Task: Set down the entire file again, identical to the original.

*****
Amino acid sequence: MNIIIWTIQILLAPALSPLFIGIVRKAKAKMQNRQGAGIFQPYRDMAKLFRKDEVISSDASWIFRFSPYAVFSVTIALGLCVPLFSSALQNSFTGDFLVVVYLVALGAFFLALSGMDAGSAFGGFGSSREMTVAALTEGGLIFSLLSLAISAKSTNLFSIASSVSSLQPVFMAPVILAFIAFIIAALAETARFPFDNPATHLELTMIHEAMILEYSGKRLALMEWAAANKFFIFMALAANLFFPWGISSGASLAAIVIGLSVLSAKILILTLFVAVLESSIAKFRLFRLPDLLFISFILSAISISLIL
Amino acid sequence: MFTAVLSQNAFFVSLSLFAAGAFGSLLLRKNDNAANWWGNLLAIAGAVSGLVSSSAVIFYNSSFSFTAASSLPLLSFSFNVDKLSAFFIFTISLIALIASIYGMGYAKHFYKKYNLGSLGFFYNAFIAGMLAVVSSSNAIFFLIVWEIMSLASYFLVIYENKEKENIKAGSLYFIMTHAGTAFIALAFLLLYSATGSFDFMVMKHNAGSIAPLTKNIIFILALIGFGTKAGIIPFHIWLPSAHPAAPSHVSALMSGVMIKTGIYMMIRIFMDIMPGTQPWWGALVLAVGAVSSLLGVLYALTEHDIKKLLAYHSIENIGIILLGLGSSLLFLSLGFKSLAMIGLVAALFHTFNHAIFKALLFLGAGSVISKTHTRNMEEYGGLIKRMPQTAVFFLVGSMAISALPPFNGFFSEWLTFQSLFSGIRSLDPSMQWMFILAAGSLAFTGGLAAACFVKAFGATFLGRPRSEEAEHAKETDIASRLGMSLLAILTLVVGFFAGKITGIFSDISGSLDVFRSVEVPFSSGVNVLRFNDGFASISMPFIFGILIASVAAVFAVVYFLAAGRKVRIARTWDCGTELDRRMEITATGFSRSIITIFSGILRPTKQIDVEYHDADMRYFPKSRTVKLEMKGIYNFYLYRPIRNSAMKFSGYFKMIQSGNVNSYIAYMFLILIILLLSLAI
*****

Amino acid sequence: MNIIIWTIQILLAPALSPLFIGIVRKAKAKMQNRQGAGIFQPYRDMAKLFRKDEVISSDASWIFRFSPYAVFSVTIALGLCVPLFSSALQNSFTGDFLVVVYLVALGAFFLALSGMDAGSAFGGFGSSREMTVAALTEGGLIFSLLSLAISAKSTNLFSIASSVSSLQPVFMAPVILAFIAFIIAALAETARFPFDNPATHLELTMIHEAMILEYSGKRLALMEWAAANKFFIFMALAANLFFPWGISSGASLAAIVIGLSVLSAKILILTLFVAVLESSIAKFRLFRLPDLLFISFILSAISISLIL
Amino acid sequence: MFTAVLSQNAFFVSLSLFAAGAFGSLLLRKNDNAANWWGNLLAIAGAVSGLVSSSAVIFYNSSFSFTAASSLPLLSFSFNVDKLSAFFIFTISLIALIASIYGMGYAKHFYKKYNLGSLGFFYNAFIAGMLAVVSSSNAIFFLIVWEIMSLASYFLVIYENKEKENIKAGSLYFIMTHAGTAFIALAFLLLYSATGSFDFMVMKHNAGSIAPLTKNIIFILALIGFGTKAGIIPFHIWLPSAHPAAPSHVSALMSGVMIKTGIYMMIRIFMDIMPGTQPWWGALVLAVGAVSSLLGVLYALTEHDIKKLLAYHSIENIGIILLGLGSSLLFLSLGFKSLAMIGLVAALFHTFNHAIFKALLFLGAGSVISKTHTRNMEEYGGLIKRMPQTAVFFLVGSMAISALPPFNGFFSEWLTFQSLFSGIRSLDPSMQWMFILAAGSLAFTGGLAAACFVKAFGATFLGRPRSEEAEHAKETDIASRLGMSLLAILTLVVGFFAGKITGIFSDISGSLDVFRSVEVPFSSGVNVLRFNDGFASISMPFIFGILIASVAAVFAVVYFLAAGRKVRIARTWDCGTELDRRMEITATGFSRSIITIFSGILRPTKQIDVEYHDADMRYFPKSRTVKLEMKGIYNFYLYRPIRNSAMKFSGYFKMIQSGNVNSYIAYMFLILIILLLSLAI